An Exploration of Hope and Paradox

Category: Boundaries

Watching people nearly drown

A conversation about what it really means to love

Awhile back, I saw a quote on Instagram that gave me pause. It showed the words, “Don’t cross oceans for people who wouldn’t cross a puddle for you.” But those words were crossed out with a big X, and below that it read: “No. Do it. Do cross oceans for people. Love people, all people. No conditions attached, no wondering whether or not they are worthy. Cross oceans, climb mountains. Life and love, isn’t about what you gain, it’s about what you give.”

I struggled when I read this. Partly because the grammar and punctuation are off, but mostly because I desperately wanted to agree. In principle, I do agree. Or at least I think I do. I’m re-examining what I believe about compassion and generosity, and I think that’s why this quote gave me such pause. 

This belief—or at least a version of it—has gotten me in trouble. It’s caused me pain. It’s been one of my excuses for causing pain to those close to me. And I know I can’t blame this belief exclusively, but the idea of giving with no holds barred has contributed to loss of self-esteem, sanity, peace, possessions, and finances.

So, when I read this quote on Instagram, my gut wanted to agree with it. But as I was getting ready to hit the little heart in the lower left corner, my mind said, “Hold on a second. Can you really love that quote? Doesn’t that go against the narrative you’re learning to live? The one where you have boundaries and don’t let yourself get taken advantage of?”

I’ve spent some time thinking about this now. Trying to reconcile my beliefs about loving others the way Jesus would with my beliefs about setting boundaries and practicing self-care. And while, as always, I’ve left room for my understanding to evolve, here’s what’s helping me now:

In essence, the quote hits on a core belief of Christianity that I agree with 100 percent: Love everyone, no matter what—even if the subject of conversation is a disrespectful coworker or Ted Bundy.

The thing I believe is missing from the quote is context—and maybe a disclaimer or two. What we need to keep in mind is that loving Bundy looks very different than loving the single mom next door, which looks different than loving the homeless man outside the gas station, which looks different from loving your brother or sister.

A wise woman who has done the work on her own codependency told me, “Sometimes love means letting people hit rock bottom.” It might not look, or even feel, like love, but that’s the point of this conversation.

Maybe some people can hear quotes like the one I shared and automatically understand the different contexts. I’m analytical, so I had to pick it apart—spell it out.

I was taught to love; to share; to give. And it’s in my nature to want to help when there is a need in front of me—be it financial, physical, spiritual, or emotional. I like taking action, and I have a hard time not doing something if I know there is something that could, or possibly should, be done.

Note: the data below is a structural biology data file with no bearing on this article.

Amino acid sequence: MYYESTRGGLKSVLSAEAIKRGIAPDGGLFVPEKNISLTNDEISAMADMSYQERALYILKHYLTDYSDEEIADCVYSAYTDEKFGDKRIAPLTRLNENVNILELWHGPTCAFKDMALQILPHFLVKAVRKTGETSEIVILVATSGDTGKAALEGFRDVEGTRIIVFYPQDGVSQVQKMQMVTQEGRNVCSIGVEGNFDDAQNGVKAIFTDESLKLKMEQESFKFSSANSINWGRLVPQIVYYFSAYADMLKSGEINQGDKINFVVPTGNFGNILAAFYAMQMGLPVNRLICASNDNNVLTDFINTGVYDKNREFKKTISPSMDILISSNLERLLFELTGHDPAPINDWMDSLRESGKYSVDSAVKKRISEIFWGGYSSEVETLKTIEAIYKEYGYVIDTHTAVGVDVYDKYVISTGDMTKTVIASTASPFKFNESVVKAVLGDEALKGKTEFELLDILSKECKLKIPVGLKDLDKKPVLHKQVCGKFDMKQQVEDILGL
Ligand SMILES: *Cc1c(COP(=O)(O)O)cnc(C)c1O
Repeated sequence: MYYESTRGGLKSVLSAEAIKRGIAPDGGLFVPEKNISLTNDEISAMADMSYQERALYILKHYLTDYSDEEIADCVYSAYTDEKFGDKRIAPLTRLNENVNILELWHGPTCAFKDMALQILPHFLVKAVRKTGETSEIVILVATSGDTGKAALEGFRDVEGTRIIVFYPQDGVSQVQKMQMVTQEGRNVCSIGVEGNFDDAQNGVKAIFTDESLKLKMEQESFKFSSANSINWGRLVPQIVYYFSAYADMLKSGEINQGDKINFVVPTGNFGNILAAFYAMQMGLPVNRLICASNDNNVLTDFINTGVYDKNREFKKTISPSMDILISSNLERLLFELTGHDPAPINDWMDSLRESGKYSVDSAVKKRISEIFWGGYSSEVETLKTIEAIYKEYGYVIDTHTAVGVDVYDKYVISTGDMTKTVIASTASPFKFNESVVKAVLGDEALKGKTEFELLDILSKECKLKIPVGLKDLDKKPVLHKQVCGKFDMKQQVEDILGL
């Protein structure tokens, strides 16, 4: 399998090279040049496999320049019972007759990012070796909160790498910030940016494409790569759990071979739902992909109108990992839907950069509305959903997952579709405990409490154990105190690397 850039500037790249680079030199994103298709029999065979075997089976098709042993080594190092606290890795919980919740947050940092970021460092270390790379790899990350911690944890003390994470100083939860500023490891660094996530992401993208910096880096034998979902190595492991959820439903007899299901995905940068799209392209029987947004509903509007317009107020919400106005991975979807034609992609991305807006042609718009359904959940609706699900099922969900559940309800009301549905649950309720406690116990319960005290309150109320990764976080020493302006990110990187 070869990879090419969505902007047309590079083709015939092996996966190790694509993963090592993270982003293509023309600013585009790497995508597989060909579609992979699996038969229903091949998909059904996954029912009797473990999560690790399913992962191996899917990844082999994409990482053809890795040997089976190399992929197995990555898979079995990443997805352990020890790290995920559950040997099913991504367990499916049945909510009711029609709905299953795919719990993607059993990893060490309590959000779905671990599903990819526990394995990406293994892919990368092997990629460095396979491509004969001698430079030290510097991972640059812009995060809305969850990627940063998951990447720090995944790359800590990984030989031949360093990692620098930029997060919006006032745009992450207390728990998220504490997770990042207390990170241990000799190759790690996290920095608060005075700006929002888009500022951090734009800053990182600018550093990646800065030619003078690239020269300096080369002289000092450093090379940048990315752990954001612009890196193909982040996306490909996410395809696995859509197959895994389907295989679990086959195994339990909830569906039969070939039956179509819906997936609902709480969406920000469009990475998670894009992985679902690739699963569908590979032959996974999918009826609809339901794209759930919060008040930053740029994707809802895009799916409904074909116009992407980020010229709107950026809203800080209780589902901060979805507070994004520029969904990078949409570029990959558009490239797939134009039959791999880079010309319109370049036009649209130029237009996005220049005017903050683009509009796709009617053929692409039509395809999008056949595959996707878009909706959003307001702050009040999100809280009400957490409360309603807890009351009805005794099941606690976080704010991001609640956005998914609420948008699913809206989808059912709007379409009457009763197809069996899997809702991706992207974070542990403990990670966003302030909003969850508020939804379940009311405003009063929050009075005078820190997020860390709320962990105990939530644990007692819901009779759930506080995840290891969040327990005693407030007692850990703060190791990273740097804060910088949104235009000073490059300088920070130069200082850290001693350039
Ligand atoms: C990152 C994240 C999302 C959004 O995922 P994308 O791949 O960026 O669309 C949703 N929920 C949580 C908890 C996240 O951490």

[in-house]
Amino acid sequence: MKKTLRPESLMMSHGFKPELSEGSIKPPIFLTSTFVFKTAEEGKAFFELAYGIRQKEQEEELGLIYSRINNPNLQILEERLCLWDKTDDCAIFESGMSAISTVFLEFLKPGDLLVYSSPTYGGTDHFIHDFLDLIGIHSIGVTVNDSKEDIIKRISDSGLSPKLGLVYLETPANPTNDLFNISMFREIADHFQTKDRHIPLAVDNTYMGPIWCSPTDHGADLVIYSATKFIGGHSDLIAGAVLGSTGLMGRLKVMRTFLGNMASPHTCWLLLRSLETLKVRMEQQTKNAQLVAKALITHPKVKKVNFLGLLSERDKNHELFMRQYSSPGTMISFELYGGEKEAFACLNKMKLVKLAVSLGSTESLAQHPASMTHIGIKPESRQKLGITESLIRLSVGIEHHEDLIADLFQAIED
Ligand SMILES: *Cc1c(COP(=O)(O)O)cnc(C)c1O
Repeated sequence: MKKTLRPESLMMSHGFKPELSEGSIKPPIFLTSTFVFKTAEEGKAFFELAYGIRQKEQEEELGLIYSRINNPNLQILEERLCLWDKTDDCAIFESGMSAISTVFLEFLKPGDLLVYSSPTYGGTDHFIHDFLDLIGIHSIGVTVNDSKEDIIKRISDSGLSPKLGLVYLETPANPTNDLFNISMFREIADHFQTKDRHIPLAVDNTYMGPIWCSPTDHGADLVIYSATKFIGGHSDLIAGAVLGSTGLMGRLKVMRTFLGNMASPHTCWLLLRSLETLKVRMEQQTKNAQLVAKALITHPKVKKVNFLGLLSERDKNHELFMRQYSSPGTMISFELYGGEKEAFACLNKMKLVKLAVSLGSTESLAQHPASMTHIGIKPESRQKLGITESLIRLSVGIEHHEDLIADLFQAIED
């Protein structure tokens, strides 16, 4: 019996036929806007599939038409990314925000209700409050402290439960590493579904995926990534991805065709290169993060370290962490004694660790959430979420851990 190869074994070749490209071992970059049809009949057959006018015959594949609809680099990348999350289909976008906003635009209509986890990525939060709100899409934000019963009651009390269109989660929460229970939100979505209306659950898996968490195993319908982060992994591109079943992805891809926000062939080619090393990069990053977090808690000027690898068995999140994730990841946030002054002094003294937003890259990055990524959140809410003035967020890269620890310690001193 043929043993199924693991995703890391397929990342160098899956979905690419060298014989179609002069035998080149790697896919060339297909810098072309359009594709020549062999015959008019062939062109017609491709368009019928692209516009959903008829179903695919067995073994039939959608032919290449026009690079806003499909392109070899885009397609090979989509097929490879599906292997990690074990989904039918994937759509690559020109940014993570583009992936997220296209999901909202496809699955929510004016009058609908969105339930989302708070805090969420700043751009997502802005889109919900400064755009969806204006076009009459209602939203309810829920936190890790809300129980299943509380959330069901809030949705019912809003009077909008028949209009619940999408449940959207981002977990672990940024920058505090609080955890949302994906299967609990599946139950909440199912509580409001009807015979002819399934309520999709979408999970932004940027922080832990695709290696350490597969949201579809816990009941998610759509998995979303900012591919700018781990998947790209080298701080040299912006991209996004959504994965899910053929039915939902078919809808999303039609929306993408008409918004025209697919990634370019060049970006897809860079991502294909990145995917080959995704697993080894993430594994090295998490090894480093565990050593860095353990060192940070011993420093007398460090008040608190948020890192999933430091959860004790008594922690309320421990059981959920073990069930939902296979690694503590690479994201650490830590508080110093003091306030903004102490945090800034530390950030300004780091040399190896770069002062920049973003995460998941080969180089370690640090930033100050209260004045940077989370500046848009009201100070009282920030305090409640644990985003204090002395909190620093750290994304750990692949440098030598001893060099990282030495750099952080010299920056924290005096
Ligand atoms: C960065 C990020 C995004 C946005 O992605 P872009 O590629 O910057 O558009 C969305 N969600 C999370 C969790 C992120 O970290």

This type of thinking leads me to interpret quotes like the one shared here as basically saying:

“Paddle your ass across the ocean for someone who may not care that you’re doing so. Heck, swim across the ocean naked in icy cold water if you need to. Fight off sharks if that’s what it’s goanna take. Climb the mountain to get to them no matter what—even if your energy and food supply are low. Climb the mountain or die trying. Don’t stop to evaluate what you’ll lose or the price you’ll pay. Don’t stop to evaluate whether or not the person wants to be rescued. They can’t make it without you and you’re somehow responsible.”

Of course, written down like that, it sounds a bit extreme. But I operated with a mindset like this one for the first 30ish years of my life. And I have a feeling I’m not the only one.

After all, it was Jesus who said, “greater love hath no man than this, that he laid down his life for his friend.” And then, he demonstrated this.

When we look at the whole of Jesus life, we don’t see someone who was consistently climbing up mountains for people who didn’t want help. We don’t see someone who made himself responsible to immediately fix every single problem for every person he interacted with.

Instead, we see someone who was able to hold the dichotomy of being the Savior of the world, while also not forcing salvation on anyone.

Jesus died for Judas too, but he didn’t try to chase him down and keep him from committing suicide. He forgave Peter for denying him, but he didn’t coddle him or pretend like it was okay.

Dismissing Peter’s actions or forcing Judas to accept forgiveness would be codependent. Thankfully, Jesus isn’t codependent. And because of this, we can learn from him. We can take notes from how he interacted and apply that to our relationships with others.

Jesus healed people who came to him, but we don’t see him barging into houses and saying, “I’m here to fix you.” When Pharisees like Nicodemus asked for help understanding, he was honest and offered hope. But he didn’t try to shove that same message down the throats of Pharisees who weren’t ready to receive it.

Going back to the oceans and mountain metaphor, Jesus didn’t swim and climb to the point of exhaustion. He also set boundaries. He withdrew from crowds. He spent time with God, his father. When he needed food on the Sabbath, he picked grain and ate. He put Peter in check when his words were not beneficial. He didn’t let all disciples join him for every adventure.

Jesus knew that boundaries were essential, and he understood that love is contextual. The quote from Jesus is “greater love hath no man…” and so to understand that quote, we must also understand love.

If Jesus is the greatest example of love and even he set boundaries, then love leaves room for boundaries. In fact, I’d argue that it necessitates them. Boundaries are what will keep our love from becoming codependent.